We knew Seattle’s Gazebos had made a sparkler of a record when we premiered their first single, “I Don’t Wanna Be Here”, back in November. Still probably best described as “glam no-wave,” Die Alone, Gazebos’ debut, is full of energy, dissonance, and strong yet personal perspectives. It’s hard to pin down into traditional punk and garage subgenre terms, which is what makes it so exciting. And, though there’s a lot that’s directly confrontational about Die Alone‘s aesthetic and messages, nothing about it feels schtick-y. There is an ease and honesty (and a playfulness) to it that feels like a sigh of relief in a world of forced and rehashed ideas.
Die Alone will be available February 19 on Hardly Art. Stream the full album below, and read on for our interview with singer (and tattoo artist) Shannon Perry and guitarist (and karaoke host, and GGNZLA Records owner) TV Coahran for a little more insight into Gazebos’ world and lives:
What brought y’all together?
Shannon Perry: We’ve been friends for a long time, and also played in bands either together, or with each other’s other bandmates, or dated each other or our bandmates. You know, typical grew-up-in-the-same-area kind of incestuous music and social scene fodder. It was bound to happen.
It seems like there’s really a lot going on in Seattle right now, it’s neat to me that there doesn’t seem to be an overarching “sound” to the DIY bands coming out of Seattle these days (shades of grunge past), but the current scene seems to have some space for really distinct different voices. Of course, that’s just my outside assessment, do you agree? If so, can you expand on that a bit? If not, why not?
Shannon: I think that’s true for sure. There are a lot of creative people in Seattle, and creativity is infinite as far as what direction you can go. I think it’d be kind of boring to be doing the same thing as my neighbors. Moreover, if Seattle was still pumping out post-grunge 25 years and a generation later, that’d be kind of depressing. We’re not all coffee, space needles, rain and grunge up here. Actually, it’s mostly techies.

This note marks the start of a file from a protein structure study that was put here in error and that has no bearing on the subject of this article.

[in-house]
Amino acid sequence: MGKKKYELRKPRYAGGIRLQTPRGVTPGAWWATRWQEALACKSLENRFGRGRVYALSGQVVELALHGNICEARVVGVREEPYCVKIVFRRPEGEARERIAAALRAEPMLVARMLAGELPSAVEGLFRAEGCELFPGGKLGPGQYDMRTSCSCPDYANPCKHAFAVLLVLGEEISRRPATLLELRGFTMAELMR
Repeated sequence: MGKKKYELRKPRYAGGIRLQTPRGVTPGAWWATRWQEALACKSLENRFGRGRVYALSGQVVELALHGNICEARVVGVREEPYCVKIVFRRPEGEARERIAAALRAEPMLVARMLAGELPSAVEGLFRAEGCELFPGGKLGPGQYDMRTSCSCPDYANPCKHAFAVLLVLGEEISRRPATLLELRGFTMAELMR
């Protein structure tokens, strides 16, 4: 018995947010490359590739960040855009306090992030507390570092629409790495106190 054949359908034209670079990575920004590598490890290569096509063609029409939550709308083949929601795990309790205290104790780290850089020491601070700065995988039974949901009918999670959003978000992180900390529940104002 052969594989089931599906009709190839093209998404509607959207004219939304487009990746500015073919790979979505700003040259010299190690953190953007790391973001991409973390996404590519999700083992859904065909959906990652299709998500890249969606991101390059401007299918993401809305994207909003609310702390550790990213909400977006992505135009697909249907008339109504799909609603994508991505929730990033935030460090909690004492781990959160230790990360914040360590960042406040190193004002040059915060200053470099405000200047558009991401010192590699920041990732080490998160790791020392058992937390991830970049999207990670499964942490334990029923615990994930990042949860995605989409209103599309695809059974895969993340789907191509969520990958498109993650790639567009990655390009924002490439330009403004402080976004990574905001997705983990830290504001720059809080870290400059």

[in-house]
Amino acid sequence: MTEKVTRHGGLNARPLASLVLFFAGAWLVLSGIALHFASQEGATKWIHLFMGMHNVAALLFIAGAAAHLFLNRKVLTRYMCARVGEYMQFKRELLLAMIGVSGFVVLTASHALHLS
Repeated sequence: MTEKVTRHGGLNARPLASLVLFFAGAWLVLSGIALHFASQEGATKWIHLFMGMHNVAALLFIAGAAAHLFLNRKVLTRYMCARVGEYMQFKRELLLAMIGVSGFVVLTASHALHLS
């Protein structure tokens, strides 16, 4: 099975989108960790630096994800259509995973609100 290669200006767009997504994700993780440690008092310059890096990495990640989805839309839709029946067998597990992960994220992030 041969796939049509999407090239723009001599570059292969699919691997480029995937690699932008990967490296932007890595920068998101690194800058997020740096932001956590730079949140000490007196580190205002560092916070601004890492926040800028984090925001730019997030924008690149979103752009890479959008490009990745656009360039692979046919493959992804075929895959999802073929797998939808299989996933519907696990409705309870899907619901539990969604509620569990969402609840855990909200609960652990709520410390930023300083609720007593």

How would you describe Gazebos’ ethos?
Shannon: Now that I have Googled the word “ethos,” I think our ethos is probably more of a conglomeration of things than a singular feeling. I can tell you that I generally use the band to attempt to talk (or sing) right into the audience’s faces and force them, for a moment, to think about the feelings that slip through the cracks while we go about our day to day. I guess I’d like to see if I can get them to be present in the room with me, even if just for a moment. It helps me deal with my own general existential crises if I’m able to shake people up. I’m not sure if I’m using “ethos” correctly, but that’s generally how I feel about being in the band.
And how about your aesthetic?
Shannon: The visual aesthetic is the same as our ethos or impetus; it’s a patchwork quilt. We’re all sort of weirdos in our own way. The sound and vibe that we make is 1+1+1+1 more than it is 4, if that makes sense. I can’t speak for what the boys like, I just dress the way I dress. The wacky outfits I wear on stage are the same thing I wear to work on Monday. I have a tendency for theatrics, and the older I get (I’m 34 now), the less I tend to care about what anybody’s going to think about what I wear, or if I’m covered in tattoos or what. It’s not curated for the sake of the band, it’s natural and compulsive.
Do you think ethos and aesthetic have to match up at all?
Shannon: Nothing has to do anything.
Are there any bands you really hate being compared to?
TV Coahran: Not yet, but we do get compared to a lot of bands with masculine/feminine sounding singers (B-52’s/Suburban Lawns/X/Nuns). We love all these bands and they are likely influences but I wonder if we get these references because we sound anything like them or just because we have guy/girl vocals.
Shannon: Actually I’ve felt pretty lucky so far. I’ve mostly heard us compared to bands that I like or respect! But our album isn’t out yet, there’s plenty of time for bad comparisons in the future.
Anything you want listeners to know going into the “Die Alone” experience?
TV: Die Alone was recorded in my basement on an 8-track Tascam cassette machine by Kurt Bloch [of The Fastbacks]. Kurt Bloch IS Seattle music to me and he made our record sound REAL good.
Shannon: Ummmmm…. “I hope you like it”?